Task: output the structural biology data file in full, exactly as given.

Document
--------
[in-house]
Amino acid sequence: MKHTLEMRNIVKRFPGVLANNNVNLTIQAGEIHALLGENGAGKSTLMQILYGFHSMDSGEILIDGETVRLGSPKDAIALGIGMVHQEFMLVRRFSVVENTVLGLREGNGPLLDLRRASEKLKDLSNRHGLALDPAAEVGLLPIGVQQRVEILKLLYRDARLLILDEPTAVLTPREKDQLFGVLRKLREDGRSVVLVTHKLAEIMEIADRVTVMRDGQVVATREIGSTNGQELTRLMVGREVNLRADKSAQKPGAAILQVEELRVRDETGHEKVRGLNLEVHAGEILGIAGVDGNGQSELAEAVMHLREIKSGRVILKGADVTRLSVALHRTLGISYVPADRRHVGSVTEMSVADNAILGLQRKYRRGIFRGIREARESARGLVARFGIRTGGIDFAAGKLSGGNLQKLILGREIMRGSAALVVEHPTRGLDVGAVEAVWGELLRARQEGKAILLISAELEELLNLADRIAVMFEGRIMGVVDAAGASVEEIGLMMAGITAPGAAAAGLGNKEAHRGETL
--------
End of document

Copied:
[in-house]
Amino acid sequence: MKHTLEMRNIVKRFPGVLANNNVNLTIQAGEIHALLGENGAGKSTLMQILYGFHSMDSGEILIDGETVRLGSPKDAIALGIGMVHQEFMLVRRFSVVENTVLGLREGNGPLLDLRRASEKLKDLSNRHGLALDPAAEVGLLPIGVQQRVEILKLLYRDARLLILDEPTAVLTPREKDQLFGVLRKLREDGRSVVLVTHKLAEIMEIADRVTVMRDGQVVATREIGSTNGQELTRLMVGREVNLRADKSAQKPGAAILQVEELRVRDETGHEKVRGLNLEVHAGEILGIAGVDGNGQSELAEAVMHLREIKSGRVILKGADVTRLSVALHRTLGISYVPADRRHVGSVTEMSVADNAILGLQRKYRRGIFRGIREARESARGLVARFGIRTGGIDFAAGKLSGGNLQKLILGREIMRGSAALVVEHPTRGLDVGAVEAVWGELLRARQEGKAILLISAELEELLNLADRIAVMFEGRIMGVVDAAGASVEEIGLMMAGITAPGAAAAGLGNKEAHRGETL